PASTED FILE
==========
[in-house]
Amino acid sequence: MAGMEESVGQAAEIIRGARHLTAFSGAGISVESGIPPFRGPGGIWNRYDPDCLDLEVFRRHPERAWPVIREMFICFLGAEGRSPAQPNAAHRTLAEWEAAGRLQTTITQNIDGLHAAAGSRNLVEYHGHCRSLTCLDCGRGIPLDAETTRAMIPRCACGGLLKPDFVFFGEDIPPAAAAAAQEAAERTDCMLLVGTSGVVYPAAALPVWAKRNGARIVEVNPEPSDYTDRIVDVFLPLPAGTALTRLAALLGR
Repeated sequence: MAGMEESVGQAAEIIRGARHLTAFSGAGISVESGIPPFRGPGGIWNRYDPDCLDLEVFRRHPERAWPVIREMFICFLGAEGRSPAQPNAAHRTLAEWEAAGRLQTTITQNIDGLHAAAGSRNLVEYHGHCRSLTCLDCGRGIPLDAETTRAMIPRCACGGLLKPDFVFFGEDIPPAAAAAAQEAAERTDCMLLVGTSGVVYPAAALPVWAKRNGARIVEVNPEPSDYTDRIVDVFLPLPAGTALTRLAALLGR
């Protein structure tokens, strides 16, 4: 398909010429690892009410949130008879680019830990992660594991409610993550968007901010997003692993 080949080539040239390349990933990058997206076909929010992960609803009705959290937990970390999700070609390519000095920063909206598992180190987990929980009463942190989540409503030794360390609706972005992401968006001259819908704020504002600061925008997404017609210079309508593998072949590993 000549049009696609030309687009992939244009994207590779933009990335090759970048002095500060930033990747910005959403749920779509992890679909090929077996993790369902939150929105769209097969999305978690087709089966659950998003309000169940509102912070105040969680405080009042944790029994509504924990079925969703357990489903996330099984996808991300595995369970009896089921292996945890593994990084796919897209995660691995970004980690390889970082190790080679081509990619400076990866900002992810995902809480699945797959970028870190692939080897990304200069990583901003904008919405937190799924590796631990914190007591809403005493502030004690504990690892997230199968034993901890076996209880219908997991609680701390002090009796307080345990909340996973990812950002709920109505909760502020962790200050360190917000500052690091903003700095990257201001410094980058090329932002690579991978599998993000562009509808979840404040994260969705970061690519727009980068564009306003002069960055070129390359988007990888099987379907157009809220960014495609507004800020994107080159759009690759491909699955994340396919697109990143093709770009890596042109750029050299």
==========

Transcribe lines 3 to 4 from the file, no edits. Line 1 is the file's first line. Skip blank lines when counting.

Repeated sequence: MAGMEESVGQAAEIIRGARHLTAFSGAGISVESGIPPFRGPGGIWNRYDPDCLDLEVFRRHPERAWPVIREMFICFLGAEGRSPAQPNAAHRTLAEWEAAGRLQTTITQNIDGLHAAAGSRNLVEYHGHCRSLTCLDCGRGIPLDAETTRAMIPRCACGGLLKPDFVFFGEDIPPAAAAAAQEAAERTDCMLLVGTSGVVYPAAALPVWAKRNGARIVEVNPEPSDYTDRIVDVFLPLPAGTALTRLAALLGR
């Protein structure tokens, strides 16, 4: 398909010429690892009410949130008879680019830990992660594991409610993550968007901010997003692993 080949080539040239390349990933990058997206076909929010992960609803009705959290937990970390999700070609390519000095920063909206598992180190987990929980009463942190989540409503030794360390609706972005992401968006001259819908704020504002600061925008997404017609210079309508593998072949590993 000549049009696609030309687009992939244009994207590779933009990335090759970048002095500060930033990747910005959403749920779509992890679909090929077996993790369902939150929105769209097969999305978690087709089966659950998003309000169940509102912070105040969680405080009042944790029994509504924990079925969703357990489903996330099984996808991300595995369970009896089921292996945890593994990084796919897209995660691995970004980690390889970082190790080679081509990619400076990866900002992810995902809480699945797959970028870190692939080897990304200069990583901003904008919405937190799924590796631990914190007591809403005493502030004690504990690892997230199968034993901890076996209880219908997991609680701390002090009796307080345990909340996973990812950002709920109505909760502020962790200050360190917000500052690091903003700095990257201001410094980058090329932002690579991978599998993000562009509808979840404040994260969705970061690519727009980068564009306003002069960055070129390359988007990888099987379907157009809220960014495609507004800020994107080159759009690759491909699955994340396919697109990143093709770009890596042109750029050299």